Bundle of Holding – OSR Style

Bundle of Holding OSR StyleRegular readers of The Iron Tavern know I tend towards an OSR style of game these days. I run a weekly DCC RPG game and dabble in running other games under various retroclones such as Swords & Wizardry and Labyrinth Lord. Maybe you’ve been curious or maybe you just need to fill out your collection of OSR products, but this week’s Bundle of Holding has gone OSR!

What is a Bundle of Holding? Bundle of Holding is a gathering of variously themed products and offering the bundle for one low price for the PDFs. 10% of your payment is sent to charity. For the OSR bundle your 10% will be split between the Cancer Research Institute and the Parkinson Foundation.

In addition there is the core offering and the bonus offering. The core offering is a very low minimum price that gets you a certain set of products. The bonus offering is yours if you pay above the current average price for the bundle.

Here is what is currently in the core offering of the OSR Bundle of Holding:

  • Swords & Wizardry Complete
  • Swords & Wizardry Monster Book
  • Eldritch Weirdness
  • Tomb of the Iron God
  • OSR Toolkit (a bundle in and of itself with Labyrinth Lord (no-art version), OSR essays, graph paper, etc)

Now a couple of the above are already available free for download, but with a minimum to pickup for $4 and helping a charity – still a good deal!

Moving into the bonus material is where it gets interesting. To get these products you need to pay more than the current average (just shy of $14 now).

  • BONUS: Adventurer Conqueror King
  • BONUS: Demonspore
  • BONUS: Stonehell Dungeon (plus supplements #1 and #2)
  • BONUS: The God That Crawls
  • BONUS: Vornheim: The Complete City Kit

I actually only had the Stonehell product as it is the direction I am leaning for my winter megadungeon campaign. But, ACKS, Vornheim and the others are ones I have been quite curious about, so this is a good opportunity to pick them up!

There is still just under 4 days to pickup this bundle. And keep checking back to the Bundle of Holding website as they may continue to add more bonus materials along the way.
This is a great way to help out a couple of charities and either start your OSR collection or supplement!


DriveThruRPG OSR Spotlight

OldSchoolRPGs-BannerToday kicks off a week long promotion over at DriveThruRPG where several of the top selling Old School Renaissance (OSR) products have been put into the spotlight. In addition to highlighting some of the best selling products they are offering a 15% off discount (OSRF711F2) until Sunday, May 19th.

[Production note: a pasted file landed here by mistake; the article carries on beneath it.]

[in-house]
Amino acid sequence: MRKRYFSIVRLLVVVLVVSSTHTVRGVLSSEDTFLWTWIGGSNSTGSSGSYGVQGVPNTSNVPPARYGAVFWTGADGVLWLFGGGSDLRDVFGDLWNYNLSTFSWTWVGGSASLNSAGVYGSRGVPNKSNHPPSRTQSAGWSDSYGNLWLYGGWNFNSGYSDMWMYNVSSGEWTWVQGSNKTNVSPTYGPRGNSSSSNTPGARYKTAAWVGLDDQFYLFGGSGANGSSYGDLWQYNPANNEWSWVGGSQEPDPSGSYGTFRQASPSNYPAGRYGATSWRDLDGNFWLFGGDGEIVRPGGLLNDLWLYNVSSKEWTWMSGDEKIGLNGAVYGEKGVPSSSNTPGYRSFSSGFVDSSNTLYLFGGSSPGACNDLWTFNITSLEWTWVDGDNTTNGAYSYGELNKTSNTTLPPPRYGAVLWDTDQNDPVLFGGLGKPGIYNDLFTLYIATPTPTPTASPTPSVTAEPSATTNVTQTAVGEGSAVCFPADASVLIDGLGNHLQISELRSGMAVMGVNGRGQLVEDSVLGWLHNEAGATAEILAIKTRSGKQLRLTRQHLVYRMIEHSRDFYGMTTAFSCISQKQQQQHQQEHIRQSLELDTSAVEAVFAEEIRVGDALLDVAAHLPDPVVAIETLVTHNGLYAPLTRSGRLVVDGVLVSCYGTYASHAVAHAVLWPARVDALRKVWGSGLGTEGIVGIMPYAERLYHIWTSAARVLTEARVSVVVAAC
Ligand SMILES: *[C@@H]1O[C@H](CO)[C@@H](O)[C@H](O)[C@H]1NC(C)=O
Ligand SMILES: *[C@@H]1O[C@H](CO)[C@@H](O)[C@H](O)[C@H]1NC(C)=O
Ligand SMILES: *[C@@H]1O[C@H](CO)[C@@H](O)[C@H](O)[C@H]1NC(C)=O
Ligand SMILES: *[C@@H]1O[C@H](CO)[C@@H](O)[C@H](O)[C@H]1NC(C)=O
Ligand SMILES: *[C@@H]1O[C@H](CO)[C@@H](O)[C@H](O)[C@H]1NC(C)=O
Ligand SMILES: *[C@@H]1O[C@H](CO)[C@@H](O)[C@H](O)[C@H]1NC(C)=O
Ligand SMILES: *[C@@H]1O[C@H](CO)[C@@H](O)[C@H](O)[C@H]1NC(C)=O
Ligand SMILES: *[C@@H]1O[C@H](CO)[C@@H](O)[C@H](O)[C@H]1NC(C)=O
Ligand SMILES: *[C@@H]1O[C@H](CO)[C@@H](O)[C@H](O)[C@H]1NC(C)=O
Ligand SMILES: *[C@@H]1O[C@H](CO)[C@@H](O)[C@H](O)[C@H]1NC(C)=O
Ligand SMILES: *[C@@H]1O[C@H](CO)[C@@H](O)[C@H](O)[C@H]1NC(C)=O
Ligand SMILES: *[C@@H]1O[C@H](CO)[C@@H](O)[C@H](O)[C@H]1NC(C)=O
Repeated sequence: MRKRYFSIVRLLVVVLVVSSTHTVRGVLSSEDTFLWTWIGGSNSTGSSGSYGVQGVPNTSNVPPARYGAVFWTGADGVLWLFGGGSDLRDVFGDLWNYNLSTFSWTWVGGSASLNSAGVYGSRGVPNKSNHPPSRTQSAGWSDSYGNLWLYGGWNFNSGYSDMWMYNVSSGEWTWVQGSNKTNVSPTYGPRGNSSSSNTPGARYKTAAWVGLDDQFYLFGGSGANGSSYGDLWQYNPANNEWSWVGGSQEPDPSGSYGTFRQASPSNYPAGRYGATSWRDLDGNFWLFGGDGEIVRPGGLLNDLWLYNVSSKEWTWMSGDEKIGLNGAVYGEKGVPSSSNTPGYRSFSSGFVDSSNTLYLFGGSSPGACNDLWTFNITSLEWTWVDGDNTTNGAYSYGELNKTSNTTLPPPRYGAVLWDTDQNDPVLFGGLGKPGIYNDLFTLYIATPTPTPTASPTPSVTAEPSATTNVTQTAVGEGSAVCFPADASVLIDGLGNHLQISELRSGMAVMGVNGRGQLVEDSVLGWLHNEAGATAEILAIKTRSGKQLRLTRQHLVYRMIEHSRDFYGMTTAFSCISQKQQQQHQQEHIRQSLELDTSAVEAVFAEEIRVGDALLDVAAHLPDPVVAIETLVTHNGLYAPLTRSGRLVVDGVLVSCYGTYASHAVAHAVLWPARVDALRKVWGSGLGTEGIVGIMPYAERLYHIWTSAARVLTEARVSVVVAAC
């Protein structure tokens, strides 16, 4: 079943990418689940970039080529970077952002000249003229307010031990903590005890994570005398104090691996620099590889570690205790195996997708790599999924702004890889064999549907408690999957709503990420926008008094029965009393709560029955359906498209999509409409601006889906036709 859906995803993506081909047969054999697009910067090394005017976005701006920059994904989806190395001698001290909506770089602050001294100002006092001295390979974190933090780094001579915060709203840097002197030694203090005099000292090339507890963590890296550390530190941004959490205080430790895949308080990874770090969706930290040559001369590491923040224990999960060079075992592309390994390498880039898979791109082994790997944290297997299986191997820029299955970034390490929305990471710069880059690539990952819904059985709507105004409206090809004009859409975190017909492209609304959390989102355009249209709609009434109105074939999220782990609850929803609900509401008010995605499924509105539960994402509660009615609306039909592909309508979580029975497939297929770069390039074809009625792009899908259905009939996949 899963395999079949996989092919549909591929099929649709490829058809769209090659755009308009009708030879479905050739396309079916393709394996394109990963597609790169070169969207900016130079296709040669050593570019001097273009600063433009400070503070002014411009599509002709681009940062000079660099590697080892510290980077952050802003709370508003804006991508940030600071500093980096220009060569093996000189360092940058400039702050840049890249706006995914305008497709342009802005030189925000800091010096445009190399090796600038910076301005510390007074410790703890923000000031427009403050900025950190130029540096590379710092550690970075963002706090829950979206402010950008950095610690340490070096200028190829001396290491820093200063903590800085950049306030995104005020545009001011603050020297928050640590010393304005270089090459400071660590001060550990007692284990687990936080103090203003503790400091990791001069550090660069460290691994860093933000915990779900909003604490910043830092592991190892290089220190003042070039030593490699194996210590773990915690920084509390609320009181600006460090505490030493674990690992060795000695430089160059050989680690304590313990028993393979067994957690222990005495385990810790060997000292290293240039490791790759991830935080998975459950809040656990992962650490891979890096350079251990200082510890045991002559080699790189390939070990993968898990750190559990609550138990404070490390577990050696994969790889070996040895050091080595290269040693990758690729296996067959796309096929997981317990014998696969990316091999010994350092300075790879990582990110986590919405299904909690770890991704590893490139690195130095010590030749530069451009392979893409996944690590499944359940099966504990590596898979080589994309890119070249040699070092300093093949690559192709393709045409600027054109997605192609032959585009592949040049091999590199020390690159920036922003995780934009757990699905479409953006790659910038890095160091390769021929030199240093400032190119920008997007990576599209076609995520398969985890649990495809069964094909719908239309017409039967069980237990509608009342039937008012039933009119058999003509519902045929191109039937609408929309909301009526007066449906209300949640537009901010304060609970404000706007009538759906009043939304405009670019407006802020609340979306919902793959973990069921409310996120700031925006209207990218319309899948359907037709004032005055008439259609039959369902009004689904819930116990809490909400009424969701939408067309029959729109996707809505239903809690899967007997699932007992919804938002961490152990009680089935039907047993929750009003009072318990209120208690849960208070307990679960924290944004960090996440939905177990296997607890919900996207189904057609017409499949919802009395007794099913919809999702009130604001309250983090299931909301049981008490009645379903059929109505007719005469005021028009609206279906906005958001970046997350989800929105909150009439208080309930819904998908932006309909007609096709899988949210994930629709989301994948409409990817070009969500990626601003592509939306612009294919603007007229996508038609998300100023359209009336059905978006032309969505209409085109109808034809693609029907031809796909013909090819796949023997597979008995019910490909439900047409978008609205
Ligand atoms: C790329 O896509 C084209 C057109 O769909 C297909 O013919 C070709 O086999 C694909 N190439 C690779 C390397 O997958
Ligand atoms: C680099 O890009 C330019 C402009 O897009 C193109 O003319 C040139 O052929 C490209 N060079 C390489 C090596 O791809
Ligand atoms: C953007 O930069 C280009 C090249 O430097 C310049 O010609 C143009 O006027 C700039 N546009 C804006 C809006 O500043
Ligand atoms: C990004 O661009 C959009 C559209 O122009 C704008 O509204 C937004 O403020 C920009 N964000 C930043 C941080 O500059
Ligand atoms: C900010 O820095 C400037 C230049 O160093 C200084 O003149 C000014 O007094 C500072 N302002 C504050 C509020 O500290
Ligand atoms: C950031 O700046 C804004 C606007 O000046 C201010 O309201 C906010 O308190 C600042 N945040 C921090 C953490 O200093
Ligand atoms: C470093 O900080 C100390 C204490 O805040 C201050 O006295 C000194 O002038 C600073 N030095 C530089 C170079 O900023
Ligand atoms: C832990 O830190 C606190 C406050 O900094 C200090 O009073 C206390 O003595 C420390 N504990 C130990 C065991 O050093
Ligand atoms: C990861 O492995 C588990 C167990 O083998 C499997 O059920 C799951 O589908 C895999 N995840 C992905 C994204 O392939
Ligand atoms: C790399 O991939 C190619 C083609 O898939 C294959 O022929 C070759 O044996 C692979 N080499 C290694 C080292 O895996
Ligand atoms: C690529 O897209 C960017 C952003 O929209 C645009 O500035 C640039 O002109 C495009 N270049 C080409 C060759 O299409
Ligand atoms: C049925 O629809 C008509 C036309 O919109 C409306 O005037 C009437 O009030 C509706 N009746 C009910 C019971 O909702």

There are several great products available. I have been dabbling a fair amount in the various OSR sources so I see several that I have already been having a lot of fun with.

The Castles & Crusades Players Handbook is on the list. Castles & Crusades is an excellent blend of old school sensibilities with more modern mechanics. This is an excellent system to start with for someone looking to experiment with an OSR gaming experience. Transitioning from a system like Pathfinder or D&D 3.5 is quite natural as the core mechanics are similar enough, but streamlined enough to give you a great OSR experience with minimal relearning of rules.

Dungeon Crawl Classics RPG also made the list. This product from Goodman Games gives you that old school feel with a new set of mechanics. Random tables to roll on for spells, new flavor to existing character classes, and the use of a 0-level funnel for new characters brings a fun experience to the table. I have been playing this game weekly since about July of last year and we have been having a great time with this system. The artwork alone in the tome is worth the price of admission, but you will stay for the fun.

My latest interest is also on the list, Swords & Wizardry Complete. A retroclone of the 0e D&D ruleset, S&W gives the OSR player a solid foundation to work from. Just the bare necessity of rules that have a true D&D feel. This system is soon becoming my favorite as it provides me with what I need and gets out of the way. When I want to house rule certain areas it makes it easy to do so as I am much less likely to contradict something in the base rules. There is also a very strong community behind S&W on Google+.

There are several other great systems on the list beyond the ones I highlighted. Swing by DriveThruRPG and take a look. Don’t forget the 15% off code: OSRF711F2

Do I Need D&D Next?

D&D NextD&D Next Playtest

When the D&D Next playtest first was released I was excited. Loyal readers of the blog know I skipped D&D 4e. My read through of the rules left me less than impressed and it went against the grain of what I thought D&D was in several ways. Reading play reports from other people seemed to confirm this. The era of D&D 4e was spent with me playing Pathfinder. I have no axe to grind against D&D 4e, I fully appreciate that many people enjoyed the system and anything that brings more people to RPGs in general is a good thing.

Back to the initial playtest release. I read the whole thing and I was quite enthused. It really seemed to get back to a rules-light feel. I was excited to get some playtests going. Scheduling issues got in the way about that time and soon the second iteration of the playtest was out. Terminology was starting to creep in that turned me off a bit to the direction things appeared to be heading. Healing sticks out to me as a big point of contention for me. There were certainly others.

As the playtests kept coming out I started to feel less and less like D&D Next was going to be for me. The complexity went up and it seemed to drift from what the first playtest was significantly. My eyes began to glaze over as I tried to read later iterations of the playtest.

The thing the D&D Next playtest taught me is that I wanted a rules-light ruleset. The first iteration if the playtest taught me that. This is what really led me to start looking at systems of the OSR variety.

DCC RPG Limited Edition CoverDungeon Crawl Classics RPG

First was Dungeon Crawl Classics RPG. I bought DCC RPG because of the art. I stayed because of the craziness that is DCC RPG. I really enjoy DCC RPG because I think it throws those that are long time gamers off their game. The randomness makes us think again. We can’t assume things will work as expected. It makes things fresh, it makes things crazy.